Colorado theater shootings judge orders hearing on graphic crime scene images

DENVER Mon Jul 8, 2013 5:11pm EDT

James Holmes sits in court for an advisement hearing at the Arapahoe County Justice Center in Centennial, Colorado June 4, 2013. REUTERS/Andy Cross/Pool

James Holmes sits in court for an advisement hearing at the Arapahoe County Justice Center in Centennial, Colorado June 4, 2013.

Credit: Reuters/Andy Cross/Pool

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DENVER (Reuters) - The Colorado judge presiding over the murder case of accused theater gunman James Holmes said on Monday he will hold a pretrial hearing to decide which graphic images of the shooting rampage can be shown to jurors.

Attorneys for the one-time University of Colorado neuroscience graduate student, who has pleaded not guilty by reason of insanity, filed a motion seeking to limit pictures displayed at trial, saying they could prejudice the jury.

Arapahoe County District Judge Carlos Samour Jr. said in a written order that it "makes sense" to litigate the issues ahead of the trial, which is scheduled to start in February 2014.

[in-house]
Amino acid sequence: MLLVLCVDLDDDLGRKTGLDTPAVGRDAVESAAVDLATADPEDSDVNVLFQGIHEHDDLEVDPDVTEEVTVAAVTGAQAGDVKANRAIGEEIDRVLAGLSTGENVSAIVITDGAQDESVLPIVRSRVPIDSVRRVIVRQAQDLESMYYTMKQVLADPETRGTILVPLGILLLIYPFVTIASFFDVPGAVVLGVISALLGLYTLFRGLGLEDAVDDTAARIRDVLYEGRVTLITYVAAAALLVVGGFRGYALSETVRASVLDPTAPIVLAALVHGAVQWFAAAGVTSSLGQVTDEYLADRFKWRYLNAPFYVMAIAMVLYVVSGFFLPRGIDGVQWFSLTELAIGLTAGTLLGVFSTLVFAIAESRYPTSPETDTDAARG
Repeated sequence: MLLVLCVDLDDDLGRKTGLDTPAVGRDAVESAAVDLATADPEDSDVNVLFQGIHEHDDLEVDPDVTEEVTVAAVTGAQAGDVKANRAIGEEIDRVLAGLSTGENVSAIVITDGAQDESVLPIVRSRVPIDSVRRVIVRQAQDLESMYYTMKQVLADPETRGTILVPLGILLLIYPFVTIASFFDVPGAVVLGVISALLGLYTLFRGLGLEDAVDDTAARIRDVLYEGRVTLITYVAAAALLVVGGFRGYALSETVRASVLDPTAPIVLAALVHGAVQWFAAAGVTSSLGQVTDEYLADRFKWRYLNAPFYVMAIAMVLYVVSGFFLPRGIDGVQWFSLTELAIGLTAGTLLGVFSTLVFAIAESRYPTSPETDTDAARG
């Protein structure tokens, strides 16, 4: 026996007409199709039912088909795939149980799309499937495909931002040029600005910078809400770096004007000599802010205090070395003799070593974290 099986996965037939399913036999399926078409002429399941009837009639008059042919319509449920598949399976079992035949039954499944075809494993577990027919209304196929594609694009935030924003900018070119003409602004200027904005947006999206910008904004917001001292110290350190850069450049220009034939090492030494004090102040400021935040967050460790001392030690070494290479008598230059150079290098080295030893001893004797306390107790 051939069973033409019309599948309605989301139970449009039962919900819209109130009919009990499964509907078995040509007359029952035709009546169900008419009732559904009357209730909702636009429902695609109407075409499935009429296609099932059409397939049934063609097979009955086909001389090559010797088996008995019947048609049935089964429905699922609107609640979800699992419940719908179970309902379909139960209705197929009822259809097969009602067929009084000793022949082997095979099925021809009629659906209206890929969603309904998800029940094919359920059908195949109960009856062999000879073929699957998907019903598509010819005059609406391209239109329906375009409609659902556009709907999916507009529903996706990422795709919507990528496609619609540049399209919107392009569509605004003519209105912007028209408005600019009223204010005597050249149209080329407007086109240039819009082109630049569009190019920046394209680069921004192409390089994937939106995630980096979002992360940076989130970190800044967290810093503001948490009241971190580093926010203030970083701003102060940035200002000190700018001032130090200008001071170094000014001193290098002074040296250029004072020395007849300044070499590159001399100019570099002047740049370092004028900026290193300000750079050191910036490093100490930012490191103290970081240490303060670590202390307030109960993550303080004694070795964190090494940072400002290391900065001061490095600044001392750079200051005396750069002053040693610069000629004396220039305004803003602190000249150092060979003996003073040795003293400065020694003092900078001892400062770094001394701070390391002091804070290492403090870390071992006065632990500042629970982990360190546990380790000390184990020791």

"Otherwise, such litigation may cause delays during the trial and/or frequent recesses for the jury," Samour wrote.

Holmes, 25, is charged with multiple counts of first-degree murder and attempted murder for the July 2012 rampage at an Aurora, Colorado cinema during a screening of the Batman film "The Dark Knight Rises."

Twelve moviegoers were shot to death in the spree and 58 others were wounded, while another dozen people were injured fleeing the theater. Prosecutors have said they will seek the death penalty against Holmes, a California native, if he is convicted.

The judge ordered prosecutors to provide the defense with copies of all photographs, videos or other images they intend to use three days before the pretrial hearing, which has yet to be scheduled.

Separately, the judge granted a request by Holmes exempting his parents from an order that precludes witnesses from listening to trial testimony.

Prosecutors did not object to that motion but said in their response that it was "ironic" that public defenders sought the exemption while pushing for other witnesses to be barred from the courtroom.

(Editing by Dan Whitcomb and Steve Orlofsky)

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